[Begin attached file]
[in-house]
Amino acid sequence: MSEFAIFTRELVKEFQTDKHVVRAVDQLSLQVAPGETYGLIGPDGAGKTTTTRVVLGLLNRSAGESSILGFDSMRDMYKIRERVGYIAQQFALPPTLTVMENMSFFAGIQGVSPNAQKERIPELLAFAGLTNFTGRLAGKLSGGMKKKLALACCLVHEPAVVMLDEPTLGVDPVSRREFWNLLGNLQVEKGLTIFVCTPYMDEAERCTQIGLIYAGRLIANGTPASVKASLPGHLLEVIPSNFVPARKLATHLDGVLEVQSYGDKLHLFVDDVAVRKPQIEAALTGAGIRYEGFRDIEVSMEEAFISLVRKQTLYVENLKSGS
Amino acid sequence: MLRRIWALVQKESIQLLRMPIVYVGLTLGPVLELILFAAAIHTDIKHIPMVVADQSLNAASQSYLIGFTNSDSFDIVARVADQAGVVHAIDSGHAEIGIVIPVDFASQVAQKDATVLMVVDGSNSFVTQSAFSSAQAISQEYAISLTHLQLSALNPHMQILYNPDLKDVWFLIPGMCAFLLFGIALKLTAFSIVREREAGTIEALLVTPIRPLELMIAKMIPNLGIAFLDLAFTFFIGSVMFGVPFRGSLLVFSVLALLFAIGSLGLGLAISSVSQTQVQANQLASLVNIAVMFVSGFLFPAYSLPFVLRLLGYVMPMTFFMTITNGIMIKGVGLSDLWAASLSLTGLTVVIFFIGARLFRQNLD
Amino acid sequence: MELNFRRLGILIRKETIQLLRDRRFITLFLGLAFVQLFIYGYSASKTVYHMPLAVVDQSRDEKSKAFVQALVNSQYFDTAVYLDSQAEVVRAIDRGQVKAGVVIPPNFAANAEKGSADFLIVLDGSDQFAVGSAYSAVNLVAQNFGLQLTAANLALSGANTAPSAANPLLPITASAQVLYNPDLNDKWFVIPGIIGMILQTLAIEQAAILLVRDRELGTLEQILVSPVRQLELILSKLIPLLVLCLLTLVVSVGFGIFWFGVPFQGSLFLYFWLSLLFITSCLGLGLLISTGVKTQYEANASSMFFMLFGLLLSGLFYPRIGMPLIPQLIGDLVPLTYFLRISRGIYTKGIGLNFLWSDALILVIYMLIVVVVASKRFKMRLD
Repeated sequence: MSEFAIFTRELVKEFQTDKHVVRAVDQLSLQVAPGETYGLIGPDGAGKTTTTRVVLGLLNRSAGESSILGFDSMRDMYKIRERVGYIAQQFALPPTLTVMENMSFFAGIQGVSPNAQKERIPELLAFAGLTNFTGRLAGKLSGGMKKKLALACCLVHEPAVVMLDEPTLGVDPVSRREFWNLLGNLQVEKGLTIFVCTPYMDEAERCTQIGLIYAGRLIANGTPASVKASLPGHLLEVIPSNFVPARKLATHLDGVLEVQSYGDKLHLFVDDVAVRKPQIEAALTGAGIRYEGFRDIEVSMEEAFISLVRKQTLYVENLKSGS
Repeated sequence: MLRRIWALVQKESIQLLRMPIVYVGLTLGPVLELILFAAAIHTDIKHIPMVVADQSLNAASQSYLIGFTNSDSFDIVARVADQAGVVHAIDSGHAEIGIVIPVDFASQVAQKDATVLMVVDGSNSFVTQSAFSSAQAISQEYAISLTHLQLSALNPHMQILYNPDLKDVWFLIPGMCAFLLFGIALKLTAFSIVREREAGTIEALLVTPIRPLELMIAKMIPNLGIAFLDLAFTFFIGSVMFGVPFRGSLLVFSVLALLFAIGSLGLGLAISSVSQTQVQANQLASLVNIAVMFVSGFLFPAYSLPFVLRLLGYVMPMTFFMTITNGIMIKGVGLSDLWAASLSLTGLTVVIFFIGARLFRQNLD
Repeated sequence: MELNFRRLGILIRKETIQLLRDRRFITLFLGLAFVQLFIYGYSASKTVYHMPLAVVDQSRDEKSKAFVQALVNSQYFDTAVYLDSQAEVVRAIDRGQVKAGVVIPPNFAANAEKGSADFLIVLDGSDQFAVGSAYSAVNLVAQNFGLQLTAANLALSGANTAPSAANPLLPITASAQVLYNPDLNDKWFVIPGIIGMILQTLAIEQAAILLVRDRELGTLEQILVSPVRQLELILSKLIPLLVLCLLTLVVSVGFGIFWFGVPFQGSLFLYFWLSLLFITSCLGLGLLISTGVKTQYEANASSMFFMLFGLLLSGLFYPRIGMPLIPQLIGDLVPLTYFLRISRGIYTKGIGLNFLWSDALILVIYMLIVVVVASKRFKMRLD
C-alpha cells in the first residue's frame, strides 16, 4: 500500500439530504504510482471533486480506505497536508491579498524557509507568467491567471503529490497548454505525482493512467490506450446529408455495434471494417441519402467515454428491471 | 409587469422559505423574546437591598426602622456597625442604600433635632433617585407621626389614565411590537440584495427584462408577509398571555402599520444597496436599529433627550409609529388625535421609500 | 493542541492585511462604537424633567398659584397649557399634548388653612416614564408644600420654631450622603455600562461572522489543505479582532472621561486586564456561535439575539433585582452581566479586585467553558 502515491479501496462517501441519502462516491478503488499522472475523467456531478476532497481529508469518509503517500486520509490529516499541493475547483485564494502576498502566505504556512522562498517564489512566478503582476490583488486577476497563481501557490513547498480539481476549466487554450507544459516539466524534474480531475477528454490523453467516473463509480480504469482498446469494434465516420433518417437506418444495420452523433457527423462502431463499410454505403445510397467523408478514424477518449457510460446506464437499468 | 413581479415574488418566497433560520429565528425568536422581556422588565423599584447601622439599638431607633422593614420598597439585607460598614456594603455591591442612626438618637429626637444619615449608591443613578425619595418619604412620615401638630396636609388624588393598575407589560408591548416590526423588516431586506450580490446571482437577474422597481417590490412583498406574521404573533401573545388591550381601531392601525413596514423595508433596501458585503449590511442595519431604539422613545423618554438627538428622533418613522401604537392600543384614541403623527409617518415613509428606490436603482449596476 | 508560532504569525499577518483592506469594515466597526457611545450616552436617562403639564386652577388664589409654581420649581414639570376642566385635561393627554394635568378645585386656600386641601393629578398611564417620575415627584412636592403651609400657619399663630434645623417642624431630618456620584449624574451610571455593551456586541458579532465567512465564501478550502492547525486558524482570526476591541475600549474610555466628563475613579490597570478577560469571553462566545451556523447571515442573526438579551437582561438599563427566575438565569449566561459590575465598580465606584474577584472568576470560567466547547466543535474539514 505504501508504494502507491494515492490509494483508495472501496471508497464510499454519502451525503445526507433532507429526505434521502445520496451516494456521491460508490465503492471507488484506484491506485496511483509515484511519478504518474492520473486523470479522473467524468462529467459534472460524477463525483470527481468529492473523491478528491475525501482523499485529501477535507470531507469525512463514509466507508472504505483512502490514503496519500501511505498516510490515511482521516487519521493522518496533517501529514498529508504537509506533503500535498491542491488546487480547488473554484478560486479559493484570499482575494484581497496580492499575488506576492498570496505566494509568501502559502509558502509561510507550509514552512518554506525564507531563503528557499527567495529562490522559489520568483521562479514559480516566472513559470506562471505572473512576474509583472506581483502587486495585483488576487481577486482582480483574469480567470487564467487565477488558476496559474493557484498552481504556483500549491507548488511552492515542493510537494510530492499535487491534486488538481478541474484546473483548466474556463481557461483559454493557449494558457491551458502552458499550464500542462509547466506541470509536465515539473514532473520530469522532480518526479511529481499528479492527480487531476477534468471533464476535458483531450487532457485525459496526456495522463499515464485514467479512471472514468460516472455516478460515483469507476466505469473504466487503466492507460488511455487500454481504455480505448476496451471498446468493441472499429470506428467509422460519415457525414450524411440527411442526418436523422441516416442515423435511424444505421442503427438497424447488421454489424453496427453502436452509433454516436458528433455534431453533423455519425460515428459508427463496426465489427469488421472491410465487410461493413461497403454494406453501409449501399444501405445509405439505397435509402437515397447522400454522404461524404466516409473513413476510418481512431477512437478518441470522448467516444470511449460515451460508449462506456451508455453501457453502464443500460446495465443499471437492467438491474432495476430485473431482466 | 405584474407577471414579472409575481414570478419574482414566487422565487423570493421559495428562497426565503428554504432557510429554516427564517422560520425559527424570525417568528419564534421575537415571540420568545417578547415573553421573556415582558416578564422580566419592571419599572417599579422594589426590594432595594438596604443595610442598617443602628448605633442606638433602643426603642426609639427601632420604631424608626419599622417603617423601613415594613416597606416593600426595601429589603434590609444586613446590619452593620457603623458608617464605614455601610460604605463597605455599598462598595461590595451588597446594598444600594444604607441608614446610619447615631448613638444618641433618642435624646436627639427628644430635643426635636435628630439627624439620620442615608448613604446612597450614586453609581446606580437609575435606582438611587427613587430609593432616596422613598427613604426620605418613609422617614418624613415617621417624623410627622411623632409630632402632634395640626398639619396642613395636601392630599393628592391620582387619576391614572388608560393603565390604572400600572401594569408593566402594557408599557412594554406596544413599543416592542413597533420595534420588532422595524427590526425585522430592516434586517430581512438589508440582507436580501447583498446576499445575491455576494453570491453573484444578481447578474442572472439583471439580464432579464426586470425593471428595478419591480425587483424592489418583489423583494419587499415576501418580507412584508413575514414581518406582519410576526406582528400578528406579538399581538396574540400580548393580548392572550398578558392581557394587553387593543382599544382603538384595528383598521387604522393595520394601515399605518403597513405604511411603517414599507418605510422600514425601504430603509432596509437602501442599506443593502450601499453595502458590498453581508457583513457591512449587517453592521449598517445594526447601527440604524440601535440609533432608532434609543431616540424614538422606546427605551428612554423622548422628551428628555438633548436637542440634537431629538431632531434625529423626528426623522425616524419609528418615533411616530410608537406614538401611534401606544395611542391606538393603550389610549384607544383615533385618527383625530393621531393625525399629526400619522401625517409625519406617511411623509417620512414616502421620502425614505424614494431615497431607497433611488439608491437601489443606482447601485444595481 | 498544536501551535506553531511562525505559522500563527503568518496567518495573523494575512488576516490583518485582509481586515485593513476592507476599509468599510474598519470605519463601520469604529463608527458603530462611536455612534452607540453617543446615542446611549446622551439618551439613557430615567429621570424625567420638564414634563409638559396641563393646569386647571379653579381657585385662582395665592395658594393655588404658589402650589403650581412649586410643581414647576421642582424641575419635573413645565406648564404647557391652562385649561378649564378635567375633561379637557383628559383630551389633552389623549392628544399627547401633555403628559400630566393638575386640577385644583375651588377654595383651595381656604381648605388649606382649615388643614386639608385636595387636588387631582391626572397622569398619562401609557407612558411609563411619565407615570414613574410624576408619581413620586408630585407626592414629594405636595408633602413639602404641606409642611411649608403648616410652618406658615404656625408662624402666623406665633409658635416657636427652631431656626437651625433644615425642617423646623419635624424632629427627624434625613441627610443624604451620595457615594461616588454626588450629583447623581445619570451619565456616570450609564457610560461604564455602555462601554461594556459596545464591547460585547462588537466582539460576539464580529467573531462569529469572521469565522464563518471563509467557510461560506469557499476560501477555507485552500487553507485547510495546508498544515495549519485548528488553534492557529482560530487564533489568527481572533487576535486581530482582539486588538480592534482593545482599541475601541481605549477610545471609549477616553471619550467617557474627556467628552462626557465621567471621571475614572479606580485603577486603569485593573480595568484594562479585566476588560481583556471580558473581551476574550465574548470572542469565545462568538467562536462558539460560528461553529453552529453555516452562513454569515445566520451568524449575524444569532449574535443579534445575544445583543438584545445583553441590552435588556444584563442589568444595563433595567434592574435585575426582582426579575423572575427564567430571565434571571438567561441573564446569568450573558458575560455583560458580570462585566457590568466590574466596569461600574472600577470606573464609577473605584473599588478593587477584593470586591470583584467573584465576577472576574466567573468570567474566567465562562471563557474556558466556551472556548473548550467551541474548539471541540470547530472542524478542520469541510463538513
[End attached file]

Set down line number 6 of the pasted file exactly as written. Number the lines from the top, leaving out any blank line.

Repeated sequence: MLRRIWALVQKESIQLLRMPIVYVGLTLGPVLELILFAAAIHTDIKHIPMVVADQSLNAASQSYLIGFTNSDSFDIVARVADQAGVVHAIDSGHAEIGIVIPVDFASQVAQKDATVLMVVDGSNSFVTQSAFSSAQAISQEYAISLTHLQLSALNPHMQILYNPDLKDVWFLIPGMCAFLLFGIALKLTAFSIVREREAGTIEALLVTPIRPLELMIAKMIPNLGIAFLDLAFTFFIGSVMFGVPFRGSLLVFSVLALLFAIGSLGLGLAISSVSQTQVQANQLASLVNIAVMFVSGFLFPAYSLPFVLRLLGYVMPMTFFMTITNGIMIKGVGLSDLWAASLSLTGLTVVIFFIGARLFRQNLD